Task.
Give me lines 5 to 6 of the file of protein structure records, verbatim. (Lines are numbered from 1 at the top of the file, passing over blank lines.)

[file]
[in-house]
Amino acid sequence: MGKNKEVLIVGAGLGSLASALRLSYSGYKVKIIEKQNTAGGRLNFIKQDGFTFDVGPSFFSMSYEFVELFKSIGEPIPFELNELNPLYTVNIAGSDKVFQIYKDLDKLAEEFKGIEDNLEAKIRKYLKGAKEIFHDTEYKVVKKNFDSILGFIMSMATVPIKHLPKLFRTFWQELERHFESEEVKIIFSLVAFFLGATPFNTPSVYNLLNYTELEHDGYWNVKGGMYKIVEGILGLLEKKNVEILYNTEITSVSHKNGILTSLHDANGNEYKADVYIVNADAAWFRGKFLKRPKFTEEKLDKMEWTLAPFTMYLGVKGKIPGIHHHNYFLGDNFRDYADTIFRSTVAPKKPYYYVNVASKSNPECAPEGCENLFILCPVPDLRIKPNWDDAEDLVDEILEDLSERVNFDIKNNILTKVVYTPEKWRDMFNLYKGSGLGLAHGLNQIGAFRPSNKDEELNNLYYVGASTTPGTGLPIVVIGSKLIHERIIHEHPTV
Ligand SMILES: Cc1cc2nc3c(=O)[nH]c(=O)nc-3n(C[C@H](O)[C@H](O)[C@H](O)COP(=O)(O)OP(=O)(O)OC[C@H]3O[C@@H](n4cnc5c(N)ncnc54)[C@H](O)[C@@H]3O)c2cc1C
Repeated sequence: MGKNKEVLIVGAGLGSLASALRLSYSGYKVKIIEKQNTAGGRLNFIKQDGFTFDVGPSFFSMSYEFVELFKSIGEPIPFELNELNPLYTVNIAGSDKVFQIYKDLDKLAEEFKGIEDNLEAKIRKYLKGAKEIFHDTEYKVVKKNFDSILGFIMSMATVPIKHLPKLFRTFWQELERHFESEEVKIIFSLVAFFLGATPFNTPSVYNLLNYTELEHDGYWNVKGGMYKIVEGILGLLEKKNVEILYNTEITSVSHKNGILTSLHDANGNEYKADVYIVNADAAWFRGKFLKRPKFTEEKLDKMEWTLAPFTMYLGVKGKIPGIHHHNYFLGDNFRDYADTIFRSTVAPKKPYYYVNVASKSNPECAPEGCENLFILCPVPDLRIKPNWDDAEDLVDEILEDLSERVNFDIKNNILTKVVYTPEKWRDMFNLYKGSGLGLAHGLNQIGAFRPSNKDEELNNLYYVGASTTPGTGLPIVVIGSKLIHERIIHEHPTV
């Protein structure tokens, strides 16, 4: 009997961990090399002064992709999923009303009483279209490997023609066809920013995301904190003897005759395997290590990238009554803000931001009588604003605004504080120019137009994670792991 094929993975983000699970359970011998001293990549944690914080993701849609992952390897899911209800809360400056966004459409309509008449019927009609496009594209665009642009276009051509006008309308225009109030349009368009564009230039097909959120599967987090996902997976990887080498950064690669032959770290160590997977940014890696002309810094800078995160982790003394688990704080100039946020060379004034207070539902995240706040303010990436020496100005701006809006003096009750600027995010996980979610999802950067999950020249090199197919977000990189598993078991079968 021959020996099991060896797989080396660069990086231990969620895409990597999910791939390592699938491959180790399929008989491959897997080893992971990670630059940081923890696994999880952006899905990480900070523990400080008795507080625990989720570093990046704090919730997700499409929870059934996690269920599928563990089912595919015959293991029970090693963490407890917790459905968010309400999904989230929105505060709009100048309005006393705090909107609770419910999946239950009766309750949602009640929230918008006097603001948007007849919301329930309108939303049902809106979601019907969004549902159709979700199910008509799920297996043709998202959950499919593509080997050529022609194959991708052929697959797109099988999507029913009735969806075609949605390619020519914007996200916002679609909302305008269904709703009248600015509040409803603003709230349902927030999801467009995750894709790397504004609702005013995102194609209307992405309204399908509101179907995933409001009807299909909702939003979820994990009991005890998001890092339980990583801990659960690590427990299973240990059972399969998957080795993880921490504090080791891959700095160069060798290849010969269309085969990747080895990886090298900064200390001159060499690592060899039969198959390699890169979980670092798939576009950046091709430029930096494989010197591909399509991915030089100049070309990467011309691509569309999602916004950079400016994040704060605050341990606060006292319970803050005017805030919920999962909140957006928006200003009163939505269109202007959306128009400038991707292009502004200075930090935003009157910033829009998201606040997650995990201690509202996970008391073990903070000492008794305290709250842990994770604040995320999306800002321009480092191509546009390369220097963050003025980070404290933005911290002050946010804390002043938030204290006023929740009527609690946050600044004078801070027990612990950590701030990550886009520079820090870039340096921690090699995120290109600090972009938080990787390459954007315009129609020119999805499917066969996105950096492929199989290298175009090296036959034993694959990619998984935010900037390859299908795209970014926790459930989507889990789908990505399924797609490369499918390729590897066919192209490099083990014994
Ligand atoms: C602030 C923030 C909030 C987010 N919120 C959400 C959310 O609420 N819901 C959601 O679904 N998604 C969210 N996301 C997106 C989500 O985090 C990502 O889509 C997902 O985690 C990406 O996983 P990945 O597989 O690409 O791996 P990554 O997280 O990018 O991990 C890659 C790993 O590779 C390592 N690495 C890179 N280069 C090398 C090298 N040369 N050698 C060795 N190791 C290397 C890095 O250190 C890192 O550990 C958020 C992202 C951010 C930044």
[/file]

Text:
């Protein structure tokens, strides 16, 4: 009997961990090399002064992709999923009303009483279209490997023609066809920013995301904190003897005759395997290590990238009554803000931001009588604003605004504080120019137009994670792991 094929993975983000699970359970011998001293990549944690914080993701849609992952390897899911209800809360400056966004459409309509008449019927009609496009594209665009642009276009051509006008309308225009109030349009368009564009230039097909959120599967987090996902997976990887080498950064690669032959770290160590997977940014890696002309810094800078995160982790003394688990704080100039946020060379004034207070539902995240706040303010990436020496100005701006809006003096009750600027995010996980979610999802950067999950020249090199197919977000990189598993078991079968 021959020996099991060896797989080396660069990086231990969620895409990597999910791939390592699938491959180790399929008989491959897997080893992971990670630059940081923890696994999880952006899905990480900070523990400080008795507080625990989720570093990046704090919730997700499409929870059934996690269920599928563990089912595919015959293991029970090693963490407890917790459905968010309400999904989230929105505060709009100048309005006393705090909107609770419910999946239950009766309750949602009640929230918008006097603001948007007849919301329930309108939303049902809106979601019907969004549902159709979700199910008509799920297996043709998202959950499919593509080997050529022609194959991708052929697959797109099988999507029913009735969806075609949605390619020519914007996200916002679609909302305008269904709703009248600015509040409803603003709230349902927030999801467009995750894709790397504004609702005013995102194609209307992405309204399908509101179907995933409001009807299909909702939003979820994990009991005890998001890092339980990583801990659960690590427990299973240990059972399969998957080795993880921490504090080791891959700095160069060798290849010969269309085969990747080895990886090298900064200390001159060499690592060899039969198959390699890169979980670092798939576009950046091709430029930096494989010197591909399509991915030089100049070309990467011309691509569309999602916004950079400016994040704060605050341990606060006292319970803050005017805030919920999962909140957006928006200003009163939505269109202007959306128009400038991707292009502004200075930090935003009157910033829009998201606040997650995990201690509202996970008391073990903070000492008794305290709250842990994770604040995320999306800002321009480092191509546009390369220097963050003025980070404290933005911290002050946010804390002043938030204290006023929740009527609690946050600044004078801070027990612990950590701030990550886009520079820090870039340096921690090699995120290109600090972009938080990787390459954007315009129609020119999805499917066969996105950096492929199989290298175009090296036959034993694959990619998984935010900037390859299908795209970014926790459930989507889990789908990505399924797609490369499918390729590897066919192209490099083990014994
Ligand atoms: C602030 C923030 C909030 C987010 N919120 C959400 C959310 O609420 N819901 C959601 O679904 N998604 C969210 N996301 C997106 C989500 O985090 C990502 O889509 C997902 O985690 C990406 O996983 P990945 O597989 O690409 O791996 P990554 O997280 O990018 O991990 C890659 C790993 O590779 C390592 N690495 C890179 N280069 C090398 C090298 N040369 N050698 C060795 N190791 C290397 C890095 O250190 C890192 O550990 C958020 C992202 C951010 C930044």